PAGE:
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Inmate Aid in real life-saving action

Inmates hailed as heroes for helping supervisor who fell ill, collapsed on roadside.

The inmates grabbed James Smith's cell phone after he fell into a ditch, called 911 and waited until law enforcement and EMS arrived

January 5, 2019

ELIZABETHTOWN, NC — They're not exactly what you would call hardened criminals, but they are serving time in the Bladen County Law Enforcement Center jail. And if they ever had an opportunity to escape, Wednesday was that chance.

And something surely not lost of Sheriff James McVicker.

Three North Carolina inmates were honored by local law enforcement officials with a Life-Saving Award after coming to the rescue of their roadside supervisor who collapsed while on duty.

Roy William Smith, Rosendo Morales-Sanchez and Franklin Edens Jr. are inmates at a Bladen County Jail in Elizabethtown, North Carolina.

“These are good men,” McVicker was saying Thursday after awarding the three inmates with life-saving awards, “and they showed it with their actions.”

Frank Edens Jr., Rosendo Morales-Sanchez and Roy William Smith are vetted inmates, or trustees, who work Monday through Friday, each picking up trash along Bladen County roadways. And Wednesday was just another day on the job to reduce their jail time, with their supervisor James Smith following along behind them on Peanut Plant Road.

“We were picking up trash and he was behind us, and I heard something,” says Edens, 28, a Raeford native who says he has been incarcerated 8 months, with another year on his sentence, for a driving while impaired conviction. “He was stumbling and fell in a ditch.”

Edens says he rushed to the guard's aid.

“I went to help him up,” Edens says. “He couldn't get his balance, and I said, 'Sit back down.' He couldn't sit up straight. I thought he was dehydrated.”

Morales-Sanchez, 42, who says has served four months with two months remaining, and Roy Smith rushed to help, too.

Smith was taken to the hospital and was diagnosed with a stroke in the intensive care unit of Duke University Hospital in Durham.

The Bladen County Sheriff’s Office took to its Facebook page on Wednesday night to ask for prayers for Smith, while also thanking the three inmates who came to his aid. 

However, the men were in for a surprise when they each received a Life-Saving Award the following day.

“The only thing I could think was to hold him up from falling further in the ditch,” says Smith, 37, who is from Fayetteville and says he has served 4 months behind bars, with 7 more to serve, for a DWI conviction. “I didn't want him falling in because it would have hurt him.”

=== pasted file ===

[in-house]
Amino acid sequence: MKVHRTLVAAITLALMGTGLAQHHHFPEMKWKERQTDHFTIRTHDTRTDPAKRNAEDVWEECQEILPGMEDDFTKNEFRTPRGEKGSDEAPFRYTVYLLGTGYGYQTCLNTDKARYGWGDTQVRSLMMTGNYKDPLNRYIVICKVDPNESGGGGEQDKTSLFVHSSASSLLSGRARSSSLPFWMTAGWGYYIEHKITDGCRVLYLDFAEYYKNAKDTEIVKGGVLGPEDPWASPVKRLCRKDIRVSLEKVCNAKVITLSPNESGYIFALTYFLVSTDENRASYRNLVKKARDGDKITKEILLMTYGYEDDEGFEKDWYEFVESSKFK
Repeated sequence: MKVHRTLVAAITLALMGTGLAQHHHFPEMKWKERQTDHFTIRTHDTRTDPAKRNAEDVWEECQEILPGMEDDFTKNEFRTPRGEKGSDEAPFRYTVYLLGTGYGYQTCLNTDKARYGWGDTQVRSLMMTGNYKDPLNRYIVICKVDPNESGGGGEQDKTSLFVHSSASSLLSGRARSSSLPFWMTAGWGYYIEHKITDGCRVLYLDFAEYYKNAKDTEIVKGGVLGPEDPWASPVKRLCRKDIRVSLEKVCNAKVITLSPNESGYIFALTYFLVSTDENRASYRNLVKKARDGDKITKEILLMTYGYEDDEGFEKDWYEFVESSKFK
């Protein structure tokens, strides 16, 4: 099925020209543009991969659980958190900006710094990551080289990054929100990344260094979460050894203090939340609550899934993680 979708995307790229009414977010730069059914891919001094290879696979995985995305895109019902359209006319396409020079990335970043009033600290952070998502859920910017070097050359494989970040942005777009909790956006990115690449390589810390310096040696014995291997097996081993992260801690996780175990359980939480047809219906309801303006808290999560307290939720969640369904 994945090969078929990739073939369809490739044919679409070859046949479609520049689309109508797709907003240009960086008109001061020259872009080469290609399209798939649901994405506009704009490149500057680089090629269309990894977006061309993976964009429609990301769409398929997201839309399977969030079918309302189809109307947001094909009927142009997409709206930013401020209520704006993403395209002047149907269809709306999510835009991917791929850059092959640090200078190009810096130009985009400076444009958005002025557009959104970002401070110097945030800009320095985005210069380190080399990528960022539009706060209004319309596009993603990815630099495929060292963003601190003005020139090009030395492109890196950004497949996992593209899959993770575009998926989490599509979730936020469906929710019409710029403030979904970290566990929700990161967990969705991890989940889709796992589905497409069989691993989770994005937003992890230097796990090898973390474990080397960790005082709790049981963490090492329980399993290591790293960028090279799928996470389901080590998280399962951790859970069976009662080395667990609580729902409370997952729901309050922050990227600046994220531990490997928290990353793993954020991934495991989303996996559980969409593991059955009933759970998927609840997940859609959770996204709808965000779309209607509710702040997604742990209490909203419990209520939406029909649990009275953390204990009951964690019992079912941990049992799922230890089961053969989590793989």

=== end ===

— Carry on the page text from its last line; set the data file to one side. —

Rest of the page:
The inmates grabbed Smith's cell phone, according to the Sheriff's Office, called 911 and waited until law enforcement and emergency medical personnel arrived. Smith was transported to Cape Fear Valley Medical Center in Fayetteville and then transferred to Duke Medical Center in Durham.

“He suffered a stroke,” Maj. Larry Guyton, the chief deputy and spokesman with the Sheriff's Office says, “and is in ICU.”

While officers and the office chaplain was visiting the stricken Smith on Thursday in Durham, the three inmates were receiving life-saving awards from the sheriff at the Bladen County Law Enforcement Center for their quick response in getting medical attention for the guard, who works part-time supervising the roadside clean-up inmates.

“It was surprising,” Smith, the inmate, says about the award. “I wasn't expecting nothing like that.”

All of the inmates are serving in misdemeanor confinement, according to the Sheriff's Office, and Edens and Roy Smith say they never gave the first thought to abandoning the struggling officer.

“No,” Edens says.

Not the first inkling, Roy William Smith says. Not the first thought.

“I was too worried about helping him,” he says. “I didn't sleep none that night worrying about him.”

Frank Edens Jr., Rosendo Morales-Sanchez and Roy William Smith have made their misjudgments along life's way, and doing their time for the errors of their ways. But they have certainly earned the praise of the Bladen County sheriff and all in his department.

“I am so proud of these men and what they did to help our officer,” McVicker says. “It means more than I can say that they stood by him and did not leave him. These are good men and they showed it with their actions.”


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